Asheville City Council voted 6-1 on Tuesday night to give the go-ahead for the construction of a new 86-room hotel at 1500 Tunnel Road in East Asheville. Council Vice Mayor Gwen Wisler was the lone no vote.
The Hotel Krish proposal from hotelier H.P. Patel is the first to come before City Council under new regulations that it approved in February, which require, in part, that any hotel project proposing 20 rooms or more come before them for review.
The new rules were a clear response to growing public concern about the impact of the city’s tourism trade, which has seen a dramatic upswing in recent years. With that increase in tourism has come a hotel-building boom, especially in the city’s central business district.
Tuesday night’s hotel proposal differed in significant ways from the large hotels under construction right now in downtown. Hotel Krish is small, with just 86 rooms, and was proposed for a site that was once the location of another hotel that was eventually demolished.
Patel, the developer, is an Asheville resident who’s been doing business in town for decades. He told City Council that he’s a small business owner who is invested in his community and runs two hotels. His hotel will offer rooms priced at mid-range, affordable levels at the Exit 55 interchange along Interstate 40 right at the eastern edge of Asheville city limits, he said.
“I’m not a big-time developer like John McKibbon,” Patel said, referencing the developer who is preparing to open the new AC Hotel at the corner of College and Broadway in downtown and who is remodeling the city’s lone skyscraper, the 17-story former BB&T bank building, into a home for a boutique hotel, condos and restaurant and retail space.
No one spoke out against the hotel proposal. One area resident expressed concerns about an access road. An adjacent property owner said he that while he was generally in favor of the hotel construction, he said he was worried that hotel lighting might interfere with his property, and he asked for fencing along the shared property line. One of Patel’s employees spoke in favor of the proposal.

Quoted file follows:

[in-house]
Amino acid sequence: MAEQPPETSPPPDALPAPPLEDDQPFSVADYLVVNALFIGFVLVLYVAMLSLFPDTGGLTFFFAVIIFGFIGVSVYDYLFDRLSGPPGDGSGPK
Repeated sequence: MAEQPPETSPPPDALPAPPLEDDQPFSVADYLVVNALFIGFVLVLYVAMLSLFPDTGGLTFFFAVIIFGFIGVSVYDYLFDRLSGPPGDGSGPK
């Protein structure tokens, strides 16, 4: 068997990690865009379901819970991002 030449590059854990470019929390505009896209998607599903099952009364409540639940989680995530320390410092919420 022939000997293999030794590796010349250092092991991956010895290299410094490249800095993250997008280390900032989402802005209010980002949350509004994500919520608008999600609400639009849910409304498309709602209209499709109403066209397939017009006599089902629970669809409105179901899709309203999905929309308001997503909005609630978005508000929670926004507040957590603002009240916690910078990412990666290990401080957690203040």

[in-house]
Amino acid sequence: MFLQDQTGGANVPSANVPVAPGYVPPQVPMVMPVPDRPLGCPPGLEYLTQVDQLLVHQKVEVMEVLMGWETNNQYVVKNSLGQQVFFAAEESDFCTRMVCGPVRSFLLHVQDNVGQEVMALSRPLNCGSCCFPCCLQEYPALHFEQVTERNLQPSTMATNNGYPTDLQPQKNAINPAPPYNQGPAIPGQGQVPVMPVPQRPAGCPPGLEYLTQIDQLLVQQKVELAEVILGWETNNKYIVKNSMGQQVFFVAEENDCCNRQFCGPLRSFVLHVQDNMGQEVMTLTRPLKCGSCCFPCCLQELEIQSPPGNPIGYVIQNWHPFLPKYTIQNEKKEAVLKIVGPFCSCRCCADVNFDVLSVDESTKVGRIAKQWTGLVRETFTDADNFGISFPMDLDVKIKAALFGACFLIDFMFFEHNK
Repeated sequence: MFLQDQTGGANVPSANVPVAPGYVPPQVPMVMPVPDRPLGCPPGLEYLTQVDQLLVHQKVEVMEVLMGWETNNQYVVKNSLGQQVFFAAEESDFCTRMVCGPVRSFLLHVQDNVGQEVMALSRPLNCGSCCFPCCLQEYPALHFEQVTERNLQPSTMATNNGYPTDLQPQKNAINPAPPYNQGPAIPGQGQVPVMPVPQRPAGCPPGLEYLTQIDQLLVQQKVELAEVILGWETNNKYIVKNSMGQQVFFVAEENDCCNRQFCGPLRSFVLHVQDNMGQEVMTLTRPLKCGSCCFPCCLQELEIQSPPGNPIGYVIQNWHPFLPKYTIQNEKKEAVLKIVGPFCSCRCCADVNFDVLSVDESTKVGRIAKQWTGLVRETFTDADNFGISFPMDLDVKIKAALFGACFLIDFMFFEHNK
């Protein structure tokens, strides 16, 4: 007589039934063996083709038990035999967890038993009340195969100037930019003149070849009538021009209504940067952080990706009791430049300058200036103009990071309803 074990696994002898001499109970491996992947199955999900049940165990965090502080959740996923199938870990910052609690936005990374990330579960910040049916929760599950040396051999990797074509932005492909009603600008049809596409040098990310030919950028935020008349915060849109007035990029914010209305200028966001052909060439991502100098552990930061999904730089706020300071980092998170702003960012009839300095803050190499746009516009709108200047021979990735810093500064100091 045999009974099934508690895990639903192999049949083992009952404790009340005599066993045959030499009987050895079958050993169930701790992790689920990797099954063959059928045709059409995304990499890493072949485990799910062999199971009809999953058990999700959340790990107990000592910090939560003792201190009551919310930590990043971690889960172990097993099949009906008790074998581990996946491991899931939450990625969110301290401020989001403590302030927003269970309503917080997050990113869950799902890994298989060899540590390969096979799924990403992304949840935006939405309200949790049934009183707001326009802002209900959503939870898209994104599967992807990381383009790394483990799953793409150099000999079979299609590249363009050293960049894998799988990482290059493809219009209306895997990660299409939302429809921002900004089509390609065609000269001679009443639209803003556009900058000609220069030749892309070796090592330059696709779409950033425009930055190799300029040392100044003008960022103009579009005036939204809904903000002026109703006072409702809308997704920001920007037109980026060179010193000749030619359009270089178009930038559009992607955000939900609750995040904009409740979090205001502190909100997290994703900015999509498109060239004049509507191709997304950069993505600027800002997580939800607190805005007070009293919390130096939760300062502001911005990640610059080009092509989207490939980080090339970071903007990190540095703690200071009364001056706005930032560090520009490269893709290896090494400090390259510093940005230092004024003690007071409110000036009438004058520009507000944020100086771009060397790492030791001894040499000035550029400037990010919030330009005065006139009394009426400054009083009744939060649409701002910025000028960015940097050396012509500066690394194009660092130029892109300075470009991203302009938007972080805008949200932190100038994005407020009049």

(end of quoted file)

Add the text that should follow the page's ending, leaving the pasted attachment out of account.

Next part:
As City Council members dug into details, another aspect of the city’s new approach to hotel development was on full display: with the removal of a quasi-judicial approach to the zoning request, council members were free of previous restrictions on negotiations with the developer.
In full horse-trading mode, council members debated whether or not to require the developer to build a sidewalk up steep Briggs Road, something called for under city rules. Residents in the area said they didn’t want the sidewalk, and council members asked their attorney if they could ask the developer to pay the city $10,000 for a sidewalk to be built somewhere nearby.
Councilman Gordon Smith asked if the developer had an estimate for the cost of 340 feet of Briggs Road sidewalk. A spokesman for the developer said he did not. Smith suggested a more appropriate amount to be required of the developer was something to the tune of $100,000. The developer’s spokesman said that number was too high. A city official finally chimed in to say that the cost could vary from $50,000 to $100,000.
Councilwoman Julie Mayfield suggested the money would be better spent on a concrete pad for a bus stop some 800 feet away from the hotel.
In the end, Councilman Cecil Bothwell motioned for approval, adding the condition that the developer pay the city $10,000 to be used for the nearby bus stop pad, and the condition regarding fencing.
Wisler did not elaborate on her lone vote against the hotel proposal.